Thursday, April 29, 4-6 p.m. PST
- Welcome and PCBS update from CEO, Gretchen Claflin
- Economic updates
- Dr. Lindsey Piegza: What are the macro-economic trends in consumer spending and income? How might monetary policy changes and fiscal policy incentives affect the economy?
- Dr. Peter Rupert: How has the pandemic impacted the labor market? Which sectors have been hardest hit? How has the Fed responded, and how should we interpret these changes?
- Q & A led by Jack Heath, President & COO, Washington Trust Bank, and Betsy Cadwallader, Market President, U.S. Bank
- Regional Alumni MeetUp Location Breakouts
Dr. Lindsey Piegza is the Chief Economist for Stifel Financial. She specializes in the research and analysis of economic trends and activity, world economies, financial markets, and monetary and fiscal policies. Dr. Piegza teaches Economics and the World of Banking for first-year students attending Pacific Coast Banking School. Before her role with Stifel, she was the Senior Economist for an investment bank in New York City. Piegza is a regular guest on CNBC, Bloomberg, CNN, and Fox Business, as well as other business news outlets.
Besides her role at Stifel, Piegza is a member of the Chicago Federal Reserve Advisory Committee. Holding a Ph.D. in economics from the City University of New York, Piegza has published extensively, including in the Harvard Business Review and textbooks from Northwestern University’s Kellogg Graduate School of Management.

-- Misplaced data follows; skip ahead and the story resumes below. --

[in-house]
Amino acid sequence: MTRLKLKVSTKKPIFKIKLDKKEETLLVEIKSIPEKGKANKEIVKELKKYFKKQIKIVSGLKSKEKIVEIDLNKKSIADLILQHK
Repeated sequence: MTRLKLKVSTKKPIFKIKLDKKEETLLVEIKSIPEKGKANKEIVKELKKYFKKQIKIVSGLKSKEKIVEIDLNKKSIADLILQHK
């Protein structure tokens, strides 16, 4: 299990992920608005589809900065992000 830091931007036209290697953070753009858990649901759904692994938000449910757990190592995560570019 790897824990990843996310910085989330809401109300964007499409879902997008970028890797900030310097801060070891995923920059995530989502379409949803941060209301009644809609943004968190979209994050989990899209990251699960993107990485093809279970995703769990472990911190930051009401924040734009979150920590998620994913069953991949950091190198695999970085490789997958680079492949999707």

Dr. Peter Rupert is the Director of the University of California at Santa Barbara Economic Forecast Project. His areas of specialization include macroeconomics, monetary economics, labor, and family economics. He is a Professor of Economics and also the Associate Director of the Laboratory of Aggregate Economics and Finance at UCSB.
Before joining the Economics faculty, Rupert was a Senior Research Advisor at the Federal Reserve Bank of Cleveland. He earned his M.A. and Ph.D. from the University of Rochester. Selected publications include co-authoring “Time-to-build and Household Production” in the Journal of Political Economy, “What Accounts for the Decline in Crime?” in the International Economic Review, and “Homework in Labor Economics: Household Production and Intertemporal Substitution” in the Journal of Monetary Economics.